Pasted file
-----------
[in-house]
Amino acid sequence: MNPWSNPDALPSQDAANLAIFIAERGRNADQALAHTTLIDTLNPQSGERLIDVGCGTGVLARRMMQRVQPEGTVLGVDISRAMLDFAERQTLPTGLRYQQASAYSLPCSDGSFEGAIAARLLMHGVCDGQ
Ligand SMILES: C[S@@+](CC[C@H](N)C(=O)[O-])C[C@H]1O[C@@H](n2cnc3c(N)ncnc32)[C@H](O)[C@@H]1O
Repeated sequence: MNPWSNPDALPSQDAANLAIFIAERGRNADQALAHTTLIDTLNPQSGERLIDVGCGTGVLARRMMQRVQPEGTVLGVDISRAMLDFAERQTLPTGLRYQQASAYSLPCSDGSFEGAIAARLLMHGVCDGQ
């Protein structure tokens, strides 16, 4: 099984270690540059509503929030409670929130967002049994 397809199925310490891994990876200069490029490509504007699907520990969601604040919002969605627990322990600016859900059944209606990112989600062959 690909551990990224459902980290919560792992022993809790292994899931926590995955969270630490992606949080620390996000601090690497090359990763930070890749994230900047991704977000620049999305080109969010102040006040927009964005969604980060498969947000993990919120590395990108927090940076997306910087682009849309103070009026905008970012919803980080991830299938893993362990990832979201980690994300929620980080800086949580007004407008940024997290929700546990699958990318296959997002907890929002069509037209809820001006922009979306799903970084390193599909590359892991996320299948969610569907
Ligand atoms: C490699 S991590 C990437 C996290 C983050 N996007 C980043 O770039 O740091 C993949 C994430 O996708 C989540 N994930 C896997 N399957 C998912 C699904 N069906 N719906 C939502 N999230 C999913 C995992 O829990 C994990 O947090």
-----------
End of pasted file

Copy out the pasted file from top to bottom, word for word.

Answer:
[in-house]
Amino acid sequence: MNPWSNPDALPSQDAANLAIFIAERGRNADQALAHTTLIDTLNPQSGERLIDVGCGTGVLARRMMQRVQPEGTVLGVDISRAMLDFAERQTLPTGLRYQQASAYSLPCSDGSFEGAIAARLLMHGVCDGQ
Ligand SMILES: C[S@@+](CC[C@H](N)C(=O)[O-])C[C@H]1O[C@@H](n2cnc3c(N)ncnc32)[C@H](O)[C@@H]1O
Repeated sequence: MNPWSNPDALPSQDAANLAIFIAERGRNADQALAHTTLIDTLNPQSGERLIDVGCGTGVLARRMMQRVQPEGTVLGVDISRAMLDFAERQTLPTGLRYQQASAYSLPCSDGSFEGAIAARLLMHGVCDGQ
């Protein structure tokens, strides 16, 4: 099984270690540059509503929030409670929130967002049994 397809199925310490891994990876200069490029490509504007699907520990969601604040919002969605627990322990600016859900059944209606990112989600062959 690909551990990224459902980290919560792992022993809790292994899931926590995955969270630490992606949080620390996000601090690497090359990763930070890749994230900047991704977000620049999305080109969010102040006040927009964005969604980060498969947000993990919120590395990108927090940076997306910087682009849309103070009026905008970012919803980080991830299938893993362990990832979201980690994300929620980080800086949580007004407008940024997290929700546990699958990318296959997002907890929002069509037209809820001006922009979306799903970084390193599909590359892991996320299948969610569907
Ligand atoms: C490699 S991590 C990437 C996290 C983050 N996007 C980043 O770039 O740091 C993949 C994430 O996708 C989540 N994930 C896997 N399957 C998912 C699904 N069906 N719906 C939502 N999230 C999913 C995992 O829990 C994990 O947090």